Making robot roaches run into walls
Lessons learned from cockroaches offers a fresh approach to high speed machines. Andrew Masterson reports.
Scientists have invented cockroach-sized robots that can run head first into walls.
And while that might seem at first to be a skill of rather limited value, it may provide a new approach for the design of fast moving robots that enables the rapid transition from horizontal to vertical planes without the need for complicated sensors and actuators.
A team of roboticists led by Kaushik Jayaram from the department of integrative biology at the University of California, Berkeley, in the US, built the wall-hitting robots after being inspired by the behaviour of real cockroaches.
The researchers noted that when a cockroach needs to perform an extreme escape manoeuvre it will often run flat-chat across a floor until it encounters a wall. At this point it will smack into it – making no attempt no lessen the violence of the collision – so that its head functions as a kind of bumper, flipping the insect through 90 degrees so that its feet make contact with the wall. Its escape continues, although now in a different plane.
Jayaram and colleagues noted that this transition happens extremely fast – a roach moving at 50 body lengths per second can flip in just 75 microseconds. It does this by exploiting its robust exoskeleton and its passive body shape: by making no attempt to avoid, dodge or slow down, the cockroach simply lets physics get on with the job.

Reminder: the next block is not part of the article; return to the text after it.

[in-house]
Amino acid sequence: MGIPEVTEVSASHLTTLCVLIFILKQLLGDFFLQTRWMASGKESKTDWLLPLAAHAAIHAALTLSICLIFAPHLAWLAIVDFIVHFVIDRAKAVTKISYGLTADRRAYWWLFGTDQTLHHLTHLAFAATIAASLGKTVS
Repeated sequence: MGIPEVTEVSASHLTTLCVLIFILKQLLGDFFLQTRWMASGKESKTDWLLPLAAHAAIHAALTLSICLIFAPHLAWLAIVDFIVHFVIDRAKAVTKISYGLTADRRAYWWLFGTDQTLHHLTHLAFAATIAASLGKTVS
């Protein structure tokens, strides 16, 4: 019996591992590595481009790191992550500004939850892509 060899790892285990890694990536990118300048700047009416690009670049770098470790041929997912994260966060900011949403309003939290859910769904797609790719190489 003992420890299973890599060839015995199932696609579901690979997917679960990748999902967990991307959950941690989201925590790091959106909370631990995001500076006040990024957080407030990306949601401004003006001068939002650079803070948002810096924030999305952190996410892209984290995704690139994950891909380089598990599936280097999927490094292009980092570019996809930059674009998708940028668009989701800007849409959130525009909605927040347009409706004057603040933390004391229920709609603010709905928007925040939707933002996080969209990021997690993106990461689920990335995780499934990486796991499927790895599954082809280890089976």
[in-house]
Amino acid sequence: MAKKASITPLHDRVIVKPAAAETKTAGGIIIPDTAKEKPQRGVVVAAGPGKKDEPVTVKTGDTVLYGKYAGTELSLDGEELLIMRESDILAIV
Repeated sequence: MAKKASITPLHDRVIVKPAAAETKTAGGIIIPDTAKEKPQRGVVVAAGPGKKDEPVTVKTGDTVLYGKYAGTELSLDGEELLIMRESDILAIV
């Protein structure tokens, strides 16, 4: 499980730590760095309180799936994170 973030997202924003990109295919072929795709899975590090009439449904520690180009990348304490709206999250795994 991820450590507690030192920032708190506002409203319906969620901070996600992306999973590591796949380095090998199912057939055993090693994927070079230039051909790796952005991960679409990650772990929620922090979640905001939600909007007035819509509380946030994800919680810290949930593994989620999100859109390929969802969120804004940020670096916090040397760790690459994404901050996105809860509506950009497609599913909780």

And this is potentially a very useful trick for roboticists to borrow. Currently, when robots are tasked with making extreme escape manoeuvres, write the researchers in a paper published in the Journal of the Royal Society Interface, “neural control can approach or exceed its operating limits in response time and bandwidth”.
In other words, escape strategies are expensive, taxing and difficult. In part, this is because avoiding obstacles and hazards at high speed and short notice requires a lot of sensors, and a lot of data processing.
Cockroaches, in contrast, achieve escape very cheaply: they just run until they hit something, get flipped by the force, then keep running. It is not a thinking operation.
Jayaram’s team decided to see if robots could be designed to mimic the trick. First the researchers filmed 18 captive male cockroaches of the species Periplaneta americana barrelling down a specially built track with a vertical wall at one end.
Next, they constructed a number of basic palm-sized six-legged robots and made them do the same thing. To determine the optimum force with which the machines needed to hit the wall, the scientists first suspended dead cockroaches, using thin wire, and made them swing like pendulums, colliding with a brass paperweight. By filming the results, it was possible to determine the best impact speed.
To manage the plane transition, the robot roaches had to be fitted with a cone-shaped cardboard “nose” – an analogue of a real cockroach head. Thus kitted out, the experiment was a success.
Jayaram and his colleagues call the result a “paradigm shift” in robotics. They say that by relying on the mechanics of the body rather than sensor-based controls make robots (and animals) much more robust under extreme conditions.